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SWU student experiences life on Capitol Hill

SWU student experiences life on Capitol Hill

    06.15.18 | Success Stories: Criminal Justice Inventive learning

    Harrison, pictured in front of Washington’s famous Mall, has found experience on Capitol Hill to be exciting and day-to-day life different from anything she could have imagined.

    This past January, Southern Wesleyan University Criminal Justice Major Erin Harrison headed to Washington, D.C., as part of CCCU’s American Studies Program, which connects students and their faith to the institutions and leaders who are impacting issues in public policy and strategic communication.

    Before going to Washington, Harrison had the opportunity to meet Fourth District Congressman Trey Gowdy at his Spartanburg office, to talk with him about his views on religious liberty and the Constitution, as well as to seek out advice on civil service careers.

    “Despite his busy schedule, I felt as if he was truly invested in passing on some knowledge to me, a young college student, in the short time we were able to talk,” Harrison said.

    From January to May, Harrison’s semester was filled with experiences that took her outside classroom walls into the halls of power – interacting with people most individuals only read about or hear about in a newscast, including Vice President Mike Pence, Bill Nye the Science Guy, Conservative Political Commentator Ben Shapiro, Heisman Trophy Winner Herschel Walker, and many CEO’s and corporate directors. She has attended professional briefings with Homeland Security, UnidosUS, and the Heritage Foundation and visited various embassies and congressional offices. Part of her routine included working with Third District Congressman Jeff Duncan.

    “I would work a strange schedule in Washington, D.C., with a healthy balance between academics, professional development and work. On Mondays and Fridays we have class, which covers either domestic policy or foreign policy as part of our curriculum. I have studied everything ranging from immigration policy related to the DREAM Act, to the U.S.-Mexican relations in the Merida Initiative,” Harrison said. “Typically, I woke up before the sun and walked about 25 minutes to work on the Hill. I spent my day there answering calls, emails and other correspondence, giving tours of the U.S. Capitol, completing projects for legislative assistants, and greeting and interacting with constituents.”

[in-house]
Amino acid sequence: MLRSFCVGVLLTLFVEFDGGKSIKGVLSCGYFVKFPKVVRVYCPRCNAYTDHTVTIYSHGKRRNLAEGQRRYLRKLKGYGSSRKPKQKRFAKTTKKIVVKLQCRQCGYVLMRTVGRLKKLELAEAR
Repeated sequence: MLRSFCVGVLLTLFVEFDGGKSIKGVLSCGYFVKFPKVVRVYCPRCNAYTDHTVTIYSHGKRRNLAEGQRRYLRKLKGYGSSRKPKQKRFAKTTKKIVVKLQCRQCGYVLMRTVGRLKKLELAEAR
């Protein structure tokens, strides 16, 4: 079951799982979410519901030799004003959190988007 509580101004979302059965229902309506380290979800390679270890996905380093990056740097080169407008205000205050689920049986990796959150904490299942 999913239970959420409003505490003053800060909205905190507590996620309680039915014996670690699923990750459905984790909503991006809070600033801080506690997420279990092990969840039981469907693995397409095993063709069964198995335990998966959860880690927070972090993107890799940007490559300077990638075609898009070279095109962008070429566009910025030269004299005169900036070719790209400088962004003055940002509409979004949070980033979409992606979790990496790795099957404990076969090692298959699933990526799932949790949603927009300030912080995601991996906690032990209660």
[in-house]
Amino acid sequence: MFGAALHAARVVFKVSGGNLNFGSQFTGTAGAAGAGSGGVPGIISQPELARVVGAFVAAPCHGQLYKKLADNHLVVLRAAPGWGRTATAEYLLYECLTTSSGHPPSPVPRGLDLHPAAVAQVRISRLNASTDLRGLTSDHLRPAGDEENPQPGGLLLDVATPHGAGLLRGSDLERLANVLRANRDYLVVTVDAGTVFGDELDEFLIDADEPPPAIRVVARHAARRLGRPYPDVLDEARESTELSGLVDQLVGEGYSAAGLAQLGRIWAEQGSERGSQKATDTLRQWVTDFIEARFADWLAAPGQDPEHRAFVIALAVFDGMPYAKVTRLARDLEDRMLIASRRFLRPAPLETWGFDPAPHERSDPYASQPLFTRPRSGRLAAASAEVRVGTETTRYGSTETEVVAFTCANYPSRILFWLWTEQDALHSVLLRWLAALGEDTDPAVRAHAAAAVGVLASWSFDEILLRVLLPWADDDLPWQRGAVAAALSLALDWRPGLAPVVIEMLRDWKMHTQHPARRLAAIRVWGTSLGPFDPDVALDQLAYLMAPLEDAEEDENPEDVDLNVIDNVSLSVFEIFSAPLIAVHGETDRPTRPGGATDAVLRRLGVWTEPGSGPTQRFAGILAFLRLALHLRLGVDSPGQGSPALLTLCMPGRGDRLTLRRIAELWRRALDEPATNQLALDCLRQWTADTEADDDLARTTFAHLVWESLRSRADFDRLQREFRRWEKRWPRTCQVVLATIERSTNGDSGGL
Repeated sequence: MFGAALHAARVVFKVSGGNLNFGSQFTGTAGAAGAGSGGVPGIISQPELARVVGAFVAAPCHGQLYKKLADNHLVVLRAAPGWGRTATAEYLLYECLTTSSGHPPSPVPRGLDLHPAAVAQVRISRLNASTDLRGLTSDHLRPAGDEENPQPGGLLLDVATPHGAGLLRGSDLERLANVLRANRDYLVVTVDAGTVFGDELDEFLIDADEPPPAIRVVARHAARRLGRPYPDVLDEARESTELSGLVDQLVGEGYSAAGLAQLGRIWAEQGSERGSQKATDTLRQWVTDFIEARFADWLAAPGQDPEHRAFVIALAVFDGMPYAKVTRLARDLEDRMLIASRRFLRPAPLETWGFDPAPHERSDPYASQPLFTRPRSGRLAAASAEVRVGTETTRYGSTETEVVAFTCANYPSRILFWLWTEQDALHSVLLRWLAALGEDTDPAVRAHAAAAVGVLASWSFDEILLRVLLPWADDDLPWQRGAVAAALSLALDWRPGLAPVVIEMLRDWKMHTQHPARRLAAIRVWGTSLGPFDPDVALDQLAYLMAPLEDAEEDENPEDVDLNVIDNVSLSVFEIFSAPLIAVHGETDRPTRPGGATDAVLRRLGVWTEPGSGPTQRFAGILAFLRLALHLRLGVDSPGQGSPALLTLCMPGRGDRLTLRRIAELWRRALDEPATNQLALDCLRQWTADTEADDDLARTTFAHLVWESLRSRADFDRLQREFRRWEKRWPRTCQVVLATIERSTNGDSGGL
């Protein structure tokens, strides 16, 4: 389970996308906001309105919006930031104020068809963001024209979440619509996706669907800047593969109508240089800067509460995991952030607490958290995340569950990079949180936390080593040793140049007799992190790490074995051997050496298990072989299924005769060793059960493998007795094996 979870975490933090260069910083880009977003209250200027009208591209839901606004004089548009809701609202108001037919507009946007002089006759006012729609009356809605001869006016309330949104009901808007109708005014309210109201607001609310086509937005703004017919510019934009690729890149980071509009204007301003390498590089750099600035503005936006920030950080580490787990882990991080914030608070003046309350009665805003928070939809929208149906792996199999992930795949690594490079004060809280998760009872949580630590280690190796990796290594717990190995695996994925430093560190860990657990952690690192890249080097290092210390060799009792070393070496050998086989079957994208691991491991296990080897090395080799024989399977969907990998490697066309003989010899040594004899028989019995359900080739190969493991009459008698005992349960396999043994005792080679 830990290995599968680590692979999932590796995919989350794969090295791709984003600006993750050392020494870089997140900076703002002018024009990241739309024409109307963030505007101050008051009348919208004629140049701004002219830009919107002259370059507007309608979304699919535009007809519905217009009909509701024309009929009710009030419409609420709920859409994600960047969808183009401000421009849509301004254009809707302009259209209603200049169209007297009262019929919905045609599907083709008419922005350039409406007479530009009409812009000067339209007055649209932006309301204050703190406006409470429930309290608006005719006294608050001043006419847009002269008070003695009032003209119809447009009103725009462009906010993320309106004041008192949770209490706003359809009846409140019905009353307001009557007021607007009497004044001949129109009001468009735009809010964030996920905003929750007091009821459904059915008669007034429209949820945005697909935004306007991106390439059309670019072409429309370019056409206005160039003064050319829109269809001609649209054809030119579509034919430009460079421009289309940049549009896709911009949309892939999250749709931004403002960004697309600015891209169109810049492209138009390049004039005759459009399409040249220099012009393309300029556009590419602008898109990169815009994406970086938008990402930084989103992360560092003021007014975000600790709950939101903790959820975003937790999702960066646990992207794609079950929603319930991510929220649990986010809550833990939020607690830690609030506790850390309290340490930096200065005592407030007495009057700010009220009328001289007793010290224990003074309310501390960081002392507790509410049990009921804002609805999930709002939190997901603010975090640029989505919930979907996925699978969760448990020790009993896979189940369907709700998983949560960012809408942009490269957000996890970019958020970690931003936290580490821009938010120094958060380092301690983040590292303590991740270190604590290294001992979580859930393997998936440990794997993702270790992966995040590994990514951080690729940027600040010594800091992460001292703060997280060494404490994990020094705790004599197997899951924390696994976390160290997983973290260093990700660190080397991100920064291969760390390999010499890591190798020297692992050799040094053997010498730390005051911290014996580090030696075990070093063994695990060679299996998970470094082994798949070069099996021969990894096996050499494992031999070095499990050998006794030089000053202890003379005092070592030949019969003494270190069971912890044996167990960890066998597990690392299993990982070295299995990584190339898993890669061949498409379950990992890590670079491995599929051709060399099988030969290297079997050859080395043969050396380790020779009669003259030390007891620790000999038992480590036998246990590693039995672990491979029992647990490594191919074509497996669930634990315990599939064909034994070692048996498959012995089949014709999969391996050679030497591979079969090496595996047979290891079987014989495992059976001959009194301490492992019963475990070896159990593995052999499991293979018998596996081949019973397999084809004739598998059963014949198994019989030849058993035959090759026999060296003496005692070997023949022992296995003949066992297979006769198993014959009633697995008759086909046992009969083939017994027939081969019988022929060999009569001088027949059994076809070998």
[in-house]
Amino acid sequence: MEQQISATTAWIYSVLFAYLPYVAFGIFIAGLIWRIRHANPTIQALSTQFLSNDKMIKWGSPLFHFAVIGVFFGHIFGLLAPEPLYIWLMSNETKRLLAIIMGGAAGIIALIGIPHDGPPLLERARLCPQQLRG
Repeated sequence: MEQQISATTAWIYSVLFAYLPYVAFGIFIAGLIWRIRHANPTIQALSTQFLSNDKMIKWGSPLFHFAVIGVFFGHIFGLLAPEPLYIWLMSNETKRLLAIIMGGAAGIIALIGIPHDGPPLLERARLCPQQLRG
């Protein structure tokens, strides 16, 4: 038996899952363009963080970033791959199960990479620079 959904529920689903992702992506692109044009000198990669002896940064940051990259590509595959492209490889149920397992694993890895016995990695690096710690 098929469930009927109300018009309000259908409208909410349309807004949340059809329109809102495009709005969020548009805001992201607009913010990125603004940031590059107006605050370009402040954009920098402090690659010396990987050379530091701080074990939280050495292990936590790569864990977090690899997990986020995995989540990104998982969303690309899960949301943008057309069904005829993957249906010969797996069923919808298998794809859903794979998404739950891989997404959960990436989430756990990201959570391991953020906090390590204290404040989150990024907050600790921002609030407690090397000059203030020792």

When Harrison attended class, she dressed professionally, keeping up appearances appropriate to class briefings with professional organizations, whether in the class or on Capitol Hill.

    In many ways, Harrison found life in Washington different from what she imagined.

    “D.C. is diverse, large, bustling, and yet has a mysteriously small-town feel. There are numerous neighborhoods in the city with their own character, the people are kind and willing to help, and there is a stark contrast between Washington (federal) and D.C. (the city itself). Life in this city tends to revolve around what happens on the Hill, and yet there is so much more to it than that. I have been surprised at how much I have loved the city and how much it has forced me out of my comfort zone and to grow as an individual,” Harrison said.

    A first-generation college student, Harrison found Southern Wesleyan after extensively researching colleges and universities with her father.

    “Everything fell into place after that, from how much I loved the campus, to meeting Professor James McDonald, to my scholarship being announced. And the rest, of course, is now history,” Harrison said. 

    Harrison came to Southern Wesleyan with an interest in law and public policy, but after her experience in Washington, she has become aware of additional job opportunities in a variety of federal agencies. 

    “If my time in Washington, D.C. has taught me anything or answered any important professional questions, it is that I still do not know what I want to do,” Harrison said. “I have made the decision to pursue a job for experience, though, rather than jumping straight to law school or graduate school,” Harrison said. “This will allow me to really decide what I want to do, what I am good at, and what God is calling me to do.”